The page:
The Danger in Your Objective Function, Missing Your Deeper Shared Purpose

You want your efforts to have an impact.  To increase your impact, you engage others in generating that impact with you.  While it takes a lot of work, that is your objective, why you do what you do.  Your ability to generate that impact, with others, is a function of your inputs and what you do with those inputs.  In technical terms, this is your objective function.

What if you actually achieved your objective function, in ways that you did not control, could not influence, or did not understand?  To avoid this unintended consequence, let’s understand what an objective function is and how to work with it.

With an objective function, you are trying to optimize the mix of benefits and costs.  Either maximizing the net benefit or minimize the net cost.  You are trying to optimize a set of things that vary, called variables.  UC Berkeley professor of computer science Stuart Russell warns us to be very careful with this kind of approach.  While Stuart is talking specifically about artificial intelligence, the advice applies to complex social systems as well.  If you give the system a goal, and you do not know what the system is doing, you might very well achieve the goal, but at what cost.  You might maximize impact, today, and ruin all relationships along the way, or miss the opportunity to receive a sustaining gift.  Since some variables were outside of the set you designed, and you gave clear mandates to achieve the objective, the system did achieve it, oblivious to the other variables, which could have changed how you would have optimized your impact.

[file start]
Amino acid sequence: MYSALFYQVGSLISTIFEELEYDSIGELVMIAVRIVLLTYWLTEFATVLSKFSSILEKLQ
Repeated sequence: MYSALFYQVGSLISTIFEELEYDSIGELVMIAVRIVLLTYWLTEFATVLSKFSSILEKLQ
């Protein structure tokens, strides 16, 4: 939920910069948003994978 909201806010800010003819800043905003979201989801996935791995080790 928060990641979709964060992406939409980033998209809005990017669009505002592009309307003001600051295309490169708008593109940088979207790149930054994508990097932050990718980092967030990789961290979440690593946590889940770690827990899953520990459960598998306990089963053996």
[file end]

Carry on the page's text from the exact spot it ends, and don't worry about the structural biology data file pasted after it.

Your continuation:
My colleagues at Vibrancy and at the Institute for Strategic Clarity find that there are usually three dangers in your objective function: